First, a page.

Balance Sheet



Growing Down. The Louisiana Supreme Court makes 18, rather than 21, the legal drinking age. Because 18-year-olds can vote and serve in the military, says the court, the 21-year-old requirement violates the state constitution's equal-protection provisions. States went from 18 to 21 when then-Secretary of Transportation Elizabeth Dole (no doubt before her husband became fond of the 10th Amendment) threatened to cut off federal highway funds to states that didn't increase the drinking age.

Defense Medicine. An $80 million Pentagon study of 19,000 ailing Gulf War veterans–the largest clinical survey in Pentagon history–finds no evidence of any disease it could call "Gulf War Syndrome." Only a handful of people suffer from ailments that could be caused by chemical or biological agents used during the war. Of those patients examined, 18 percent had illnesses with psychological causes, another 18 percent had symptoms with no distinguishable cause, and 10 percent weren't really sick.

Document Fraud. The First Amendment, upheld on appeal. Last September, U.S. District Judge John Feikens prevented Business Week from using sealed court documents as the basis for a story about a lawsuit between Procter & Gamble and Banker's Trust–even after the documents became public. The Sixth Circuit overturns Feikens, saying preserving free speech is more important than maintaining court secrecy.

Information Please. Enlisting House Judiciary Committee Chairman Henry Hyde (R-Ill.), religious conservatives and home schoolers tie up the job-training bill in a House-Senate conference, making passage unlikely this year. The bill includes a Robert Reich-inspired proposal that would establish a federal database listing the job description and salary of every job opening in the country. This $5 billion bureaucracy would also collect personal data on people seeking jobs and could try to force people to enroll in a government training program before accepting a new job.


Free to Lose. Reporters and pundits inaccurately lump the "anti-government" Montana Freemen together with the Branch Davidians and Randy Weaver's family. The Waco and Ruby Ridge standoffs ended when federal law enforcement agents murdered people who threatened no one and merely wished to be left alone. By contrast, the Freemen have threatened to kidnap judges and financed their activities by passing bad checks. Such shenanigans could give anti-government zealotry a bad name.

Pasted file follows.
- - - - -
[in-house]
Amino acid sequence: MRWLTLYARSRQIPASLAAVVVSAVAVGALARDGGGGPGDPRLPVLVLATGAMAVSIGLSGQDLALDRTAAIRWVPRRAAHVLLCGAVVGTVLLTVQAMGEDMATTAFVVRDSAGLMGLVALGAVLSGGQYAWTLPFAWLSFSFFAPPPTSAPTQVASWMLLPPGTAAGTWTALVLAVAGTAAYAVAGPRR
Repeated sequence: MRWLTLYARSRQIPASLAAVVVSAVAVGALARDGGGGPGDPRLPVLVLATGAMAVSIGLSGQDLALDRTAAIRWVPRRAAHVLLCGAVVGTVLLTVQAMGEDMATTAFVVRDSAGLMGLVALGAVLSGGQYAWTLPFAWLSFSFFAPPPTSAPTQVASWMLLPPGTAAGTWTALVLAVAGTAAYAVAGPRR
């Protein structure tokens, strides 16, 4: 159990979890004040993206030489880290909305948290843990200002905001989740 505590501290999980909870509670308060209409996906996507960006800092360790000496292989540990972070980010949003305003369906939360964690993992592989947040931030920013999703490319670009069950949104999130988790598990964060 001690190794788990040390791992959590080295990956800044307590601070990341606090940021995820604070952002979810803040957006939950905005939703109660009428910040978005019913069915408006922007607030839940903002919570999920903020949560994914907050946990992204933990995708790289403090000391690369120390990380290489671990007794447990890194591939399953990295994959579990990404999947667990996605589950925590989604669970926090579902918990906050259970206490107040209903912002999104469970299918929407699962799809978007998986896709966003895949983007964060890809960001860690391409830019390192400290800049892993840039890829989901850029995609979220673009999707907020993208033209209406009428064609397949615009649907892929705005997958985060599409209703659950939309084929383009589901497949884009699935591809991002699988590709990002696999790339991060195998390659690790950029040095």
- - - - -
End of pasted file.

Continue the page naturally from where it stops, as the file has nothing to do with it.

Squeeze Play. Bank account feeling lighter? Forbes says that, after taxes and inflation, the typical family of four earning twice the median income is no better off than it was four years ago, has 6 percent less income than in 1986, and has about 4 percent less than in 1971. More than one-fifth of fringe benefits consist of your employer's share of Medicare and Social Security taxes–benefits you may never see. As a percentage of income, the federal tax bite has doubled since 1955.

Dues Processed. In the 1988 Beck decision, the Supreme Court said union dues can't be used to support political campaigns unless individual members want them to. The Clinton administration, however, refuses to enforce Beck. The result? The AFL-CIO raises dues by $2.00 per member per month, targeting the money to defeat 75 Republican members of Congress.

Chicken Fees. Russia increases tariffs against chickens raised in the United States, endangering America's largest market for exported birds. To comply with the conditions of a $10.1 billion International Monetary Fund loan, Russia says it has to hike its chicken fees by 20 percent. As much as $700 million in U.S. poultry exports may get plucked.